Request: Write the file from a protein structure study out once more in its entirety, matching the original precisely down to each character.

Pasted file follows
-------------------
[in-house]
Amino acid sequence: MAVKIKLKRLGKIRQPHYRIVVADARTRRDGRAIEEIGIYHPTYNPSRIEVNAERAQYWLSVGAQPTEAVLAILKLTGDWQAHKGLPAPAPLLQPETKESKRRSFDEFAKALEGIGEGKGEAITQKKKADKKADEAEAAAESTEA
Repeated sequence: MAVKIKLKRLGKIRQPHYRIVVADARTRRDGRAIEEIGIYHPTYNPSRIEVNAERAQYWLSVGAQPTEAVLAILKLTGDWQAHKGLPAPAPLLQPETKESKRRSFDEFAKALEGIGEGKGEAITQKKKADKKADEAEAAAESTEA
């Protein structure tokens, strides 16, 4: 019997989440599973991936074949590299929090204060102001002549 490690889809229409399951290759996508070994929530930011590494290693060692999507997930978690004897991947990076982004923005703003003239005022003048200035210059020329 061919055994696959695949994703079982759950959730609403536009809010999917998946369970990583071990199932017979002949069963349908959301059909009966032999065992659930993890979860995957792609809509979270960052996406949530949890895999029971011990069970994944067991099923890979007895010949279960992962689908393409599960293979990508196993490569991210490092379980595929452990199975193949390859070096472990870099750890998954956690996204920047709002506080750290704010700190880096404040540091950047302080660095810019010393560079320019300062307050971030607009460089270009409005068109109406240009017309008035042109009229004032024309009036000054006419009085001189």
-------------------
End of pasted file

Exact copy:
[in-house]
Amino acid sequence: MAVKIKLKRLGKIRQPHYRIVVADARTRRDGRAIEEIGIYHPTYNPSRIEVNAERAQYWLSVGAQPTEAVLAILKLTGDWQAHKGLPAPAPLLQPETKESKRRSFDEFAKALEGIGEGKGEAITQKKKADKKADEAEAAAESTEA
Repeated sequence: MAVKIKLKRLGKIRQPHYRIVVADARTRRDGRAIEEIGIYHPTYNPSRIEVNAERAQYWLSVGAQPTEAVLAILKLTGDWQAHKGLPAPAPLLQPETKESKRRSFDEFAKALEGIGEGKGEAITQKKKADKKADEAEAAAESTEA
């Protein structure tokens, strides 16, 4: 019997989440599973991936074949590299929090204060102001002549 490690889809229409399951290759996508070994929530930011590494290693060692999507997930978690004897991947990076982004923005703003003239005022003048200035210059020329 061919055994696959695949994703079982759950959730609403536009809010999917998946369970990583071990199932017979002949069963349908959301059909009966032999065992659930993890979860995957792609809509979270960052996406949530949890895999029971011990069970994944067991099923890979007895010949279960992962689908393409599960293979990508196993490569991210490092379980595929452990199975193949390859070096472990870099750890998954956690996204920047709002506080750290704010700190880096404040540091950047302080660095810019010393560079320019300062307050971030607009460089270009409005068109109406240009017309008035042109009229004032024309009036000054006419009085001189």